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The great LETTER XI. To the same.


Nov. 27, 1772. If you are so kind as to write to me on Saturday, the day on which you will receive this, I shall have it before I leave Ashbourne. I am to go to Lichfield on Wednesday, and purpose to find my way to London through Birmingham and Oxford.

I was yesterday at Chatsworth. It is a very fine house. I wish you had been with me to see it; for then, as we are apt to want matter of talk, we should have gained something new to talk on. They complimented me with playing the fountain, and opening the cascade. But I am of


friend's opinion, that when one has seen the ocean, cascades are but little things.

I am in hope of a letter to-day from you or Queeney, but the post has made some blunder, and the packet is not yet distributed. I wish it may bring me a little good of you all. I am, &c.

LETTER XII. To the same.


Tuesday, Jan. 26, 1773. The inequalities of human life have always employed the meditation of deep thinkers, and I can. not forbear to reflect on the difference between your condition and my own. You live upon mock turtle, and stewed rumps of beef; I dined yesterday upon crumpets. You sit with parish officers, caressing and caressed, the idol of the table, and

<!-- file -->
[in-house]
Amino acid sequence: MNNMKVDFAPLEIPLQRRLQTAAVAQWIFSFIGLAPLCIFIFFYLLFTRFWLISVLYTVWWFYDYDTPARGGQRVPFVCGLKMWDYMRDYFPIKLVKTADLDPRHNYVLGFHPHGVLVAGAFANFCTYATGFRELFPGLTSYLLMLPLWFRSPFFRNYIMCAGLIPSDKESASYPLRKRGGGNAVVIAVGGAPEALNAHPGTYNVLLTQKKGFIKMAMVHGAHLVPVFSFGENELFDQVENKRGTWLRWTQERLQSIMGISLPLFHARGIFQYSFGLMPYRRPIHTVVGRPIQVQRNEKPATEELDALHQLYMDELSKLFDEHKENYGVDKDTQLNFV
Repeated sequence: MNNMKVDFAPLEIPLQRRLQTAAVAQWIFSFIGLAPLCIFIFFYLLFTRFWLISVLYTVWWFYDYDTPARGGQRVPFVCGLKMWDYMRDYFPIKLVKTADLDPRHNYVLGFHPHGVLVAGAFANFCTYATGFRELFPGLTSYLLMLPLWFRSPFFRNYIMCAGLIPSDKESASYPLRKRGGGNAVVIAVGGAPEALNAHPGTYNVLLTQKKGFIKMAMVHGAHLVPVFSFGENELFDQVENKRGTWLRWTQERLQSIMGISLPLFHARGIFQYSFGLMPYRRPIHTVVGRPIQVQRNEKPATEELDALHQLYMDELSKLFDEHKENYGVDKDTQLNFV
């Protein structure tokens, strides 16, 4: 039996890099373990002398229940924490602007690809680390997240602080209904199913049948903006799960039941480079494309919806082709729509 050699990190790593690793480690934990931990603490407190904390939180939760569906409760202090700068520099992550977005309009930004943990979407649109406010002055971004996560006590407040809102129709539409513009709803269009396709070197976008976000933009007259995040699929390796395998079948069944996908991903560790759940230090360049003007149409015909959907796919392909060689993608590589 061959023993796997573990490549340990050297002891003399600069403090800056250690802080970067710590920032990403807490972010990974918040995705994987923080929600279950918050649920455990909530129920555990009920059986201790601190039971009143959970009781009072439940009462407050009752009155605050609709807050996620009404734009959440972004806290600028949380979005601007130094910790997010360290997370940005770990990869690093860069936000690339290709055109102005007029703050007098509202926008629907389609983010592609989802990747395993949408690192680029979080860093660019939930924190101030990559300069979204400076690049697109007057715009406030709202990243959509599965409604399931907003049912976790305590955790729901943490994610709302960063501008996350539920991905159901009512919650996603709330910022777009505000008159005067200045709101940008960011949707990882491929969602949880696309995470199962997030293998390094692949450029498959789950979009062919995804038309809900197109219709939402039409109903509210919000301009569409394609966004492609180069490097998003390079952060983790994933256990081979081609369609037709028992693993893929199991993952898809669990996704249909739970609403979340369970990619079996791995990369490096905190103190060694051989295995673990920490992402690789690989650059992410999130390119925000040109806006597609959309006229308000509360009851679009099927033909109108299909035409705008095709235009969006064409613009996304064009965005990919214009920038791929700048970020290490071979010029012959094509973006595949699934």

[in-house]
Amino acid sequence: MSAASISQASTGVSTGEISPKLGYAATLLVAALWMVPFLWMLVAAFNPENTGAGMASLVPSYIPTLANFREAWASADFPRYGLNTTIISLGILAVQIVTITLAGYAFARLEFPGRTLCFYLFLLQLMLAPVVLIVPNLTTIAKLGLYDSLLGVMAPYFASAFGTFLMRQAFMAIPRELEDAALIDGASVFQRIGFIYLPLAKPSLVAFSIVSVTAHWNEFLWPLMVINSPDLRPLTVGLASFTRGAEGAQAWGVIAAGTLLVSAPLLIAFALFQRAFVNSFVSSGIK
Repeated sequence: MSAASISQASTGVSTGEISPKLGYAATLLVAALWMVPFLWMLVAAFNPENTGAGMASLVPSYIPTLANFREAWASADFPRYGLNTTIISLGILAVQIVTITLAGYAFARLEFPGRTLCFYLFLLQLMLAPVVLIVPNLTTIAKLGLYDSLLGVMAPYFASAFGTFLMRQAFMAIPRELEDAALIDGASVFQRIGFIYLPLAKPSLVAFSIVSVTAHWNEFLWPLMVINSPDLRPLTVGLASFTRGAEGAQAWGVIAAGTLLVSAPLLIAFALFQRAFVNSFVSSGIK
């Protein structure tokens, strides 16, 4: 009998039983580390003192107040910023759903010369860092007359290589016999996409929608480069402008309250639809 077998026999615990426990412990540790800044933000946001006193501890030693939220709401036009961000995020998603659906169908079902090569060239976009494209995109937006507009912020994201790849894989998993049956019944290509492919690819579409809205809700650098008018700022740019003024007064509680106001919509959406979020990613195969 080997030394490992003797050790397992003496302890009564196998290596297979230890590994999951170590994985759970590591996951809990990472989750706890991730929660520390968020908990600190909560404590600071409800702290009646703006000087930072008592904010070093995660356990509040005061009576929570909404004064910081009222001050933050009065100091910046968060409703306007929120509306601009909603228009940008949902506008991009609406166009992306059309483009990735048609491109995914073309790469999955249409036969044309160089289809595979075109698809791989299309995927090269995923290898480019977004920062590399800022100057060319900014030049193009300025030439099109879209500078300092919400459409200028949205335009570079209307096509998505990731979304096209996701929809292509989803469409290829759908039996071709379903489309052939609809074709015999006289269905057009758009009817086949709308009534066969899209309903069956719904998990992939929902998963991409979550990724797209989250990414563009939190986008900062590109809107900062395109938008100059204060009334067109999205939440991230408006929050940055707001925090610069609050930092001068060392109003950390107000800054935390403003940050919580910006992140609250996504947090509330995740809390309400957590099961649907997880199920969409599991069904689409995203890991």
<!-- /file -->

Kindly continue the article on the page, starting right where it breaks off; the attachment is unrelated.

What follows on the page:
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the wonder of the day. I pine in the solitude of sickness, not bad enough to be pitied, and not well enough to be endured. You sleep away the night, and laugh or scold away the day. I cough and grumble, and grumble and cough. Last night was very tedious, and this day makes no promises of much ease. However, I have this day put on my shoe, and hope that gout is gone. I shall have only the cough to contend with, and I doubt whether I shall get rid of that without change of place. I caught cold in the coach as I went away, and am disordered by very little things. Is it accident or age? I am, dearest Madam, &c.

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LETTER XIII. To Mrs. Thrale.